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Clark County Commissioners Chris Giunchigliani, left, and Steve Sisolak listen while personal injury attorney Robert Englet with the law firm Eglet Prince addresses the County Commission during a hearing pursuing lawsuits against major opioid manufacturers and distributors on Tuesday, Dec. 5, 2017. (Jeff Scheid/The Nevada Independent)

Democratic gubernatorial candidate Chris Giunchigliani’s votes from 17 years ago to increase state legislators’ pay is coming back to haunt her in the form of attack ads from her primary opponent, Steve Sisolak.

Voiced over a digital triptych of Giunchigliani a man states, “It's the pattern of a career politician. Chris Giunchigliani voted three times to raise her own pay. Supported letting lobbyists to giving secret gifts to legislators like her and even put her husband on her political payroll.”

This fact check will focus solely on Giunchigliani’s vote to increase her legislative salary.

The ad, which has been copied in mailers and from outside groups supporting Sisolak, says Giunchigliani voted to raise her pay in 2001, 2003 and 2005 during her time as a state Assemblywoman.

Sisolak’s campaign has attempted to characterize Giunchigliani as a “career politician,” including highlighting a Reno Gazette-Journal story on campaign payments made to her late husband, Gary Gray, and by featuring her votes on pay increases during her nearly 20 years in the state Legislature.

After more than 30 years in Nevada politics, Giunchigliani has amassed a lengthy voting record. But her votes on legislative pay increases aren’t as simple as they appear in the campaign material.

Legislative Pay

An important point of context for this claim is that Nevada has a part-time Legislature that only officially meets for 120 days in odd-numbered years.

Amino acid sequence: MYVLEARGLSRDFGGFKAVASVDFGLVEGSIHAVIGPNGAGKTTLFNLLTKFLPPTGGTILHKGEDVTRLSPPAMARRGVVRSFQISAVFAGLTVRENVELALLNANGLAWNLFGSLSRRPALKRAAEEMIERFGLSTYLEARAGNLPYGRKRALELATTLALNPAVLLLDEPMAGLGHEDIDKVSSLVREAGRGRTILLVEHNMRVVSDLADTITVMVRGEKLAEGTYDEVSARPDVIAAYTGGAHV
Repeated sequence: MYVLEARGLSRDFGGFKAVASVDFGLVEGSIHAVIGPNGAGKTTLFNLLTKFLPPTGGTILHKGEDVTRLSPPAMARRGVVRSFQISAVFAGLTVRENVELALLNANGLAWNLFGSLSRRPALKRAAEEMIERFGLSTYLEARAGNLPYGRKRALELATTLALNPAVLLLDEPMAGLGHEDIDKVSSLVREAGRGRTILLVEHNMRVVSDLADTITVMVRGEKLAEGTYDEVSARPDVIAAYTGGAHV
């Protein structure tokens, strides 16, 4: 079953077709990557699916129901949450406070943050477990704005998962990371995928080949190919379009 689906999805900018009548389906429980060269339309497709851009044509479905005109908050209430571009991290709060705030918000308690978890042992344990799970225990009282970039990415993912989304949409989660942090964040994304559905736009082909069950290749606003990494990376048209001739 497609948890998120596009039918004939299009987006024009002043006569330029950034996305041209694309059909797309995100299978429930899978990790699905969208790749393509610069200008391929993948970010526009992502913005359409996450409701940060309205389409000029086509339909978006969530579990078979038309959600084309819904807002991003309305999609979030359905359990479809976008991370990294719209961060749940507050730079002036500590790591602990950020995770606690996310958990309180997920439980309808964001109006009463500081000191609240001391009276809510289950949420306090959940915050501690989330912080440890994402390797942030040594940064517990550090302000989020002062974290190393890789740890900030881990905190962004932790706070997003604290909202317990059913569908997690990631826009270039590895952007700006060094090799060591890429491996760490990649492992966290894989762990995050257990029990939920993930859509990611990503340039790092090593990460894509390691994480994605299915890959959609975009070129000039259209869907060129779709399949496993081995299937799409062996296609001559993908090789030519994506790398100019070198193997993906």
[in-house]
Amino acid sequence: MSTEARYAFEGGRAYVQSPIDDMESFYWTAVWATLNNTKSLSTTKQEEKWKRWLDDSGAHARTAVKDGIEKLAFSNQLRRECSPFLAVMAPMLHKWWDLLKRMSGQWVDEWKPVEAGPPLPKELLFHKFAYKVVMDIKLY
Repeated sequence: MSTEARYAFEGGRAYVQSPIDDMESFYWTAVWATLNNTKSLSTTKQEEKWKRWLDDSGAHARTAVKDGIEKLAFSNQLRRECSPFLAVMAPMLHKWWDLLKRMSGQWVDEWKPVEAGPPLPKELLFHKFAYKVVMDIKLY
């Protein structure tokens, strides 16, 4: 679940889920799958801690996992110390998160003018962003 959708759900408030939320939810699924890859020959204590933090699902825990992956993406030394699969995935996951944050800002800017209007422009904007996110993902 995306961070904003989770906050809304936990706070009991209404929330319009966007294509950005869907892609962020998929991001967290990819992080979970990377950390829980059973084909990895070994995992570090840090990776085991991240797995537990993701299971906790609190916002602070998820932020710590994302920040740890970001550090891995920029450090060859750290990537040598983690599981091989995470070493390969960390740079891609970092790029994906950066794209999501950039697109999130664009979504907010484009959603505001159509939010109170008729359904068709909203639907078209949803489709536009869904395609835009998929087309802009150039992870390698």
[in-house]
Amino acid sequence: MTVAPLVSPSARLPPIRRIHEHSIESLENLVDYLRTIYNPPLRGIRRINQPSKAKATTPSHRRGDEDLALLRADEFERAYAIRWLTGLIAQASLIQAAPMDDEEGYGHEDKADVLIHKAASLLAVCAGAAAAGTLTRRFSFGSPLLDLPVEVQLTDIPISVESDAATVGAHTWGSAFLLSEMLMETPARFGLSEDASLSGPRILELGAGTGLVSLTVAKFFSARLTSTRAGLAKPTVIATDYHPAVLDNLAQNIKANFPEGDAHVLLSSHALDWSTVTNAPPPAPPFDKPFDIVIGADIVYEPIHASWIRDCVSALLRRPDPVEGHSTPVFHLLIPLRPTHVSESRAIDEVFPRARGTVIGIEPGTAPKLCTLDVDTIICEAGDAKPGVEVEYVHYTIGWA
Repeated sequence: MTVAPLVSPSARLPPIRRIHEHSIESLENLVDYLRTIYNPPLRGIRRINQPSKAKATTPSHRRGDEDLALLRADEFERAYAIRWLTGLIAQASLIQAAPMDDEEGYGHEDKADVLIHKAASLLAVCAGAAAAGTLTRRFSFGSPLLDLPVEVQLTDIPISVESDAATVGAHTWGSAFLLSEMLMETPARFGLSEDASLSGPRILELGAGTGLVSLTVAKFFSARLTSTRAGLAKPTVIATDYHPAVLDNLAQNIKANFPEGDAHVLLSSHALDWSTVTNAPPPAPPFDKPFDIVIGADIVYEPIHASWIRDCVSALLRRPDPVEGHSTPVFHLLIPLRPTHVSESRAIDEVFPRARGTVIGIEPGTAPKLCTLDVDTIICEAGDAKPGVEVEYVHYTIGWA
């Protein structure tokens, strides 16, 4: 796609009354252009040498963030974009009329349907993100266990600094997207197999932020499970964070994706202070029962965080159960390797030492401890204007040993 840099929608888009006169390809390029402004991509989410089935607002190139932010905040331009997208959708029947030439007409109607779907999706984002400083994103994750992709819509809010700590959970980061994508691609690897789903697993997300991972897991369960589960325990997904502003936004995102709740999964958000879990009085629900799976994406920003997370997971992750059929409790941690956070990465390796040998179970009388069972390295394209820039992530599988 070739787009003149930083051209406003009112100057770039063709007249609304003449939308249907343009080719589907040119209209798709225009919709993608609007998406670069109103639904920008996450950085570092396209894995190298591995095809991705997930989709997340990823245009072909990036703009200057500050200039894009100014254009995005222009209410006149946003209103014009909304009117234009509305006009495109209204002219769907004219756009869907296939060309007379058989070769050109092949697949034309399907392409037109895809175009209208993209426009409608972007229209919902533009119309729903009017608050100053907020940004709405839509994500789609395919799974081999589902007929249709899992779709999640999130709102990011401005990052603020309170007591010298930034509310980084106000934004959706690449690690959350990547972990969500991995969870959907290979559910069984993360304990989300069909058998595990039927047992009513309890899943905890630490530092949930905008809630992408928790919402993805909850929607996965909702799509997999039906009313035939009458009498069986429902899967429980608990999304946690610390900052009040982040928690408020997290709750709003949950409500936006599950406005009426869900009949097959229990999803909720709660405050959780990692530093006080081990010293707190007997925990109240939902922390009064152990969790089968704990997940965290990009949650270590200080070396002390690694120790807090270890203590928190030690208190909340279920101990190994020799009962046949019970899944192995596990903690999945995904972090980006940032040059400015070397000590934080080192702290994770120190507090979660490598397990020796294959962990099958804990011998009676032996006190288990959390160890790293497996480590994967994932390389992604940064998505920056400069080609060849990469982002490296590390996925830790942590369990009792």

Although legislative sessions run for 120 days, lawmakers — because of a provision in the state Constitution — are only paid for the first 60 days of the session. State law sets a salary floor for lawmakers at $130 per day, but that number has been indexed to any subsequent raises for state workers, so the number has slowly trickled up to $150.71 per day for legislators elected before the 2017 Legislature.

So legislators can collect a “salary” of just over $9,000, not including a per diem allowance of $142 per day intended to cover “lodging, meals, and incidental expenses” for moving and living in the state capital of Carson City.

Many current and former lawmakers have criticized how the state compensates lawmakers, saying the meager salary doesn’t begin to cover the expenses of moving and living in Carson City and all of the interim committees and commitments that legislators are supposed to participate in between sessions.

2001 Vote

The first vote cited was a bill presented in the 2001 session of the Legislature, which was introduced by the Assembly Committee on Ways and Means and came via a gubernatorial task force studying salary and compensation for various public offices, including county officials, judges and lawmakers.

The bill, AB 606, was amended by Giunchigliani to include state Supreme Court justices, sheriffs, district judges and attorneys who had not been awarded an increase in pay in four years.

Consequently, a legislator’s daily pay would increase from $130 to $175. Supreme Court and district court judges annual salary would increase to $150,000 and $130,000 respectively.

The bill itself wouldn’t have immediately raised legislative pay — the measure would have kicked in during the next legislative session, and would allow legislators to exempt themselves from the salary increase.

Giunchigliani did vote for the bill in committee and on the floor of the Assembly, where it passed on a 36 to 4 tally. But the measure failed to advance out of a state Senate committee and was never signed into law.